As she left, I reflected on other situations I’ve encountered recently. Earlier in the semester, a student (also brilliant and a singer), was institutionalized again. She came back to class on heavy prescriptions and could not function. She had to drop the course.

In the institute of medicine, the pharmacological/pharmaceutical agenda is pervasive. Sure, the pill is available if you’re feeling down, but how did you get to that point? What is in your life that is unaddressed that causes this cycle to continue? How can your support network help you with building the skills to cope with your stresses? How can you heal?

These are questions I wish were asked more often. Instead, we diagnose and leave it at that, as if these mental illnesses were always present in our lives. It’s developmental. It wasn’t always this way; therefore we can revert to (or progress to) wholeness.


We, as a society, are always planning our next move. We’re afraid to relax, lest we somehow fall off the network and be/have “less” than our cohort. (Western life, it seems, is permanent high school–who’s got what and who’s living better.) I haven’t been immune to the rush of the rat race. Since high school, I’ve plunged onward: undergrad, grad school, career in editing and college teaching.

I thought at the time that pursuing a fine arts degree was somehow more virtuous. After all, poetry is an avocation. It does not have monetary gain as an agenda. I was wrong. Poetry is a business, too, and the carrot dangling in front of me is prestige. Since receiving validation and acclaim in any artistic endeavor is nearly impossible, prestige that I sought needed a substitute: college teaching. It’s fulfilling, sure. As I’ve mentioned on this blog several times, I do find purpose in connecting with students by promoting critical thinking and cultural diversity. I’m in my element about 80% of the time. If academia wasn’t so bent on assessment and funding (and was sustainable), I’d continue to give it all of my energy. But as with anything, there are limitations.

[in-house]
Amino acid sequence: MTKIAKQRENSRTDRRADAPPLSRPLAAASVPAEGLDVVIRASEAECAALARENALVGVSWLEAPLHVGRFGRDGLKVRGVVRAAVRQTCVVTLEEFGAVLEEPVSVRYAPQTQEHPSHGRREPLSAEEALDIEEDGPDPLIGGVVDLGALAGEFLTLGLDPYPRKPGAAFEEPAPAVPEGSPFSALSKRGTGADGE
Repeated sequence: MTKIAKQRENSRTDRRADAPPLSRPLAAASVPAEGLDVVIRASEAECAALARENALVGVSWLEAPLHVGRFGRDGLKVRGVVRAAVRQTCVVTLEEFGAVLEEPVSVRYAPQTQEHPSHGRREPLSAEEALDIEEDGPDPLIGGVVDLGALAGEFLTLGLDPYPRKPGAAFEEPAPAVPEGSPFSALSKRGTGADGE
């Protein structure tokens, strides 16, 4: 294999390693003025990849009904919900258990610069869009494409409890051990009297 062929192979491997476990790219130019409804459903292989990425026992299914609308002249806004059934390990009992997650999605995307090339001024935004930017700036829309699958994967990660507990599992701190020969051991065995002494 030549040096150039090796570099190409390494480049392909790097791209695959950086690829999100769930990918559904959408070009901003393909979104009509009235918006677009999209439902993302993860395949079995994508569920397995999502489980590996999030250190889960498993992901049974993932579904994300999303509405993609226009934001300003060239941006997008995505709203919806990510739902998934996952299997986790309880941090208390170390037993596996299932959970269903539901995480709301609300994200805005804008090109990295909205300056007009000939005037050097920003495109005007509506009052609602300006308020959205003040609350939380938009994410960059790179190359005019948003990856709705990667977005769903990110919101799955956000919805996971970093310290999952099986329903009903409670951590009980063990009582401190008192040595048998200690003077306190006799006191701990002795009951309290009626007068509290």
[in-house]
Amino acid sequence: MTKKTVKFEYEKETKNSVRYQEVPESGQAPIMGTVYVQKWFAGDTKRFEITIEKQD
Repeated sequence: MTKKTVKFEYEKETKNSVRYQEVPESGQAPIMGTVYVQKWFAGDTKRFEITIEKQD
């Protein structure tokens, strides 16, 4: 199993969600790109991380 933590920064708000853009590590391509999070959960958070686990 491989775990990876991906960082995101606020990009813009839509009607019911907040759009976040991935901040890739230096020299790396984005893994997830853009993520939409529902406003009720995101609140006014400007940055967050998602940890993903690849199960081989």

Over the past year, I’d considered numerous life options after the semester ends. Relocation was priority. Where I’ll be going and what I’ll be doing was yet to be determined. I had planned to job search heavily in March and April to see if the universe could help in determining my next step. I considered the east coast. I considered teaching abroad. I also considered going home to the Philippines for some substantial amount of time to clear my head, relax, write, travel. Last summer, when I took a month off to travel around the US by train, I felt 100% in my element. I felt the same when I visited home, Thailand, and Vietnam last year. When I’m stuck in routine mode, I sometimes look at my blog posts and photos from then to recall that freedom. I don’t want to stray too far from it.

In the last month, the winds have pushed me toward home. The intent is to focus on writing. I have a couple of poetry manuscripts to finish, and I’d like to get some nonfiction projects under way. While I don’t plan on being an itinerant forever, I can’t imagine anything better at this time. I’ve informed my deans/department chairs that I won’t be available in the fall. They’ve been supportive and offered to hire me again if I return.

Traveling, which equals freedom, is always the reward. Why can’t it be the process?

(March 2010. Near home.)